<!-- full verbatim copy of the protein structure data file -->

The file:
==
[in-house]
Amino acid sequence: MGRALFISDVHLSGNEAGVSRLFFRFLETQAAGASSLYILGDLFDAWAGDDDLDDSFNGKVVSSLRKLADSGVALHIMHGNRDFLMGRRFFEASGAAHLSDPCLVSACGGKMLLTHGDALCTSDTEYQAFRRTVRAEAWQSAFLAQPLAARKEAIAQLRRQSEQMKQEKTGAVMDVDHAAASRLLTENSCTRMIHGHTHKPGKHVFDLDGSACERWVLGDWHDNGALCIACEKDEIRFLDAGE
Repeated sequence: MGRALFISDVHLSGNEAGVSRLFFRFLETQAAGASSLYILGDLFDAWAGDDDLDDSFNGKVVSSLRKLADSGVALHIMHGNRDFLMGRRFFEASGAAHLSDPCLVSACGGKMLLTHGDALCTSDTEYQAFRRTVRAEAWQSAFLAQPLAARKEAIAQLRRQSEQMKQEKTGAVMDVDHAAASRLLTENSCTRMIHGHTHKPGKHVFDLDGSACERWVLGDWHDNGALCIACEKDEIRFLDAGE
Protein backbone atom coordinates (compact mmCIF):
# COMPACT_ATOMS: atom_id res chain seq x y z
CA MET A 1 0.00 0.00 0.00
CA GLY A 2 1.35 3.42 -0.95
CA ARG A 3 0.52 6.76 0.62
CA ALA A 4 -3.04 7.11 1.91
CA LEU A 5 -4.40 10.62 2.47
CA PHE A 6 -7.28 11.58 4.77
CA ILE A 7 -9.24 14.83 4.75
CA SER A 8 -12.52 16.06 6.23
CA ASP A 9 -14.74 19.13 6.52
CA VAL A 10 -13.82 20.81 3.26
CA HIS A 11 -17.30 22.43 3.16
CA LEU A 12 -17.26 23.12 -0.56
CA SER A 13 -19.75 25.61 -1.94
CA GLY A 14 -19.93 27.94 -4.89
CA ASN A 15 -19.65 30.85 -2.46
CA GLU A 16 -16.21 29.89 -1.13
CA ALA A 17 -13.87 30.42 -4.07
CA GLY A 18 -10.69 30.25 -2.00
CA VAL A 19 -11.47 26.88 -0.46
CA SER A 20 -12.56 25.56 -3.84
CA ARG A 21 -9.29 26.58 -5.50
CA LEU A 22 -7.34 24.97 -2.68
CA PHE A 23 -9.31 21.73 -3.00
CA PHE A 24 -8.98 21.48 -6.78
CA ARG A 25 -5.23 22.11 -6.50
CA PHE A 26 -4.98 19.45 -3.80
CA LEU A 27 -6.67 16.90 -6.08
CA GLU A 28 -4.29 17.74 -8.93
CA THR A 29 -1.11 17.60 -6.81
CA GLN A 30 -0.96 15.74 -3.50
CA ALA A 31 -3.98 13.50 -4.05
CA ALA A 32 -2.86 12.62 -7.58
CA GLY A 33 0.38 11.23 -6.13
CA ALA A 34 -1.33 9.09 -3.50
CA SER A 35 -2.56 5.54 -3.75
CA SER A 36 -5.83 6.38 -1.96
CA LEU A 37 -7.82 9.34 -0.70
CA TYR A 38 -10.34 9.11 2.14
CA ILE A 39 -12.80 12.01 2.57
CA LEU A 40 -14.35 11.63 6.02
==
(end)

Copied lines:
[in-house]
Amino acid sequence: MGRALFISDVHLSGNEAGVSRLFFRFLETQAAGASSLYILGDLFDAWAGDDDLDDSFNGKVVSSLRKLADSGVALHIMHGNRDFLMGRRFFEASGAAHLSDPCLVSACGGKMLLTHGDALCTSDTEYQAFRRTVRAEAWQSAFLAQPLAARKEAIAQLRRQSEQMKQEKTGAVMDVDHAAASRLLTENSCTRMIHGHTHKPGKHVFDLDGSACERWVLGDWHDNGALCIACEKDEIRFLDAGE
Repeated sequence: MGRALFISDVHLSGNEAGVSRLFFRFLETQAAGASSLYILGDLFDAWAGDDDLDDSFNGKVVSSLRKLADSGVALHIMHGNRDFLMGRRFFEASGAAHLSDPCLVSACGGKMLLTHGDALCTSDTEYQAFRRTVRAEAWQSAFLAQPLAARKEAIAQLRRQSEQMKQEKTGAVMDVDHAAASRLLTENSCTRMIHGHTHKPGKHVFDLDGSACERWVLGDWHDNGALCIACEKDEIRFLDAGE
Protein backbone atom coordinates (compact mmCIF):
# COMPACT_ATOMS: atom_id res chain seq x y z
CA MET A 1 0.00 0.00 0.00
CA GLY A 2 1.35 3.42 -0.95
CA ARG A 3 0.52 6.76 0.62
CA ALA A 4 -3.04 7.11 1.91
CA LEU A 5 -4.40 10.62 2.47
CA PHE A 6 -7.28 11.58 4.77
CA ILE A 7 -9.24 14.83 4.75
CA SER A 8 -12.52 16.06 6.23
CA ASP A 9 -14.74 19.13 6.52
CA VAL A 10 -13.82 20.81 3.26
CA HIS A 11 -17.30 22.43 3.16
CA LEU A 12 -17.26 23.12 -0.56
CA SER A 13 -19.75 25.61 -1.94
CA GLY A 14 -19.93 27.94 -4.89
CA ASN A 15 -19.65 30.85 -2.46
CA GLU A 16 -16.21 29.89 -1.13
CA ALA A 17 -13.87 30.42 -4.07
CA GLY A 18 -10.69 30.25 -2.00
CA VAL A 19 -11.47 26.88 -0.46
CA SER A 20 -12.56 25.56 -3.84
CA ARG A 21 -9.29 26.58 -5.50
CA LEU A 22 -7.34 24.97 -2.68
CA PHE A 23 -9.31 21.73 -3.00
CA PHE A 24 -8.98 21.48 -6.78
CA ARG A 25 -5.23 22.11 -6.50
CA PHE A 26 -4.98 19.45 -3.80
CA LEU A 27 -6.67 16.90 -6.08
CA GLU A 28 -4.29 17.74 -8.93
CA THR A 29 -1.11 17.60 -6.81
CA GLN A 30 -0.96 15.74 -3.50
CA ALA A 31 -3.98 13.50 -4.05
CA ALA A 32 -2.86 12.62 -7.58
CA GLY A 33 0.38 11.23 -6.13
CA ALA A 34 -1.33 9.09 -3.50
CA SER A 35 -2.56 5.54 -3.75
CA SER A 36 -5.83 6.38 -1.96
CA LEU A 37 -7.82 9.34 -0.70
CA TYR A 38 -10.34 9.11 2.14
CA ILE A 39 -12.80 12.01 2.57
CA LEU A 40 -14.35 11.63 6.02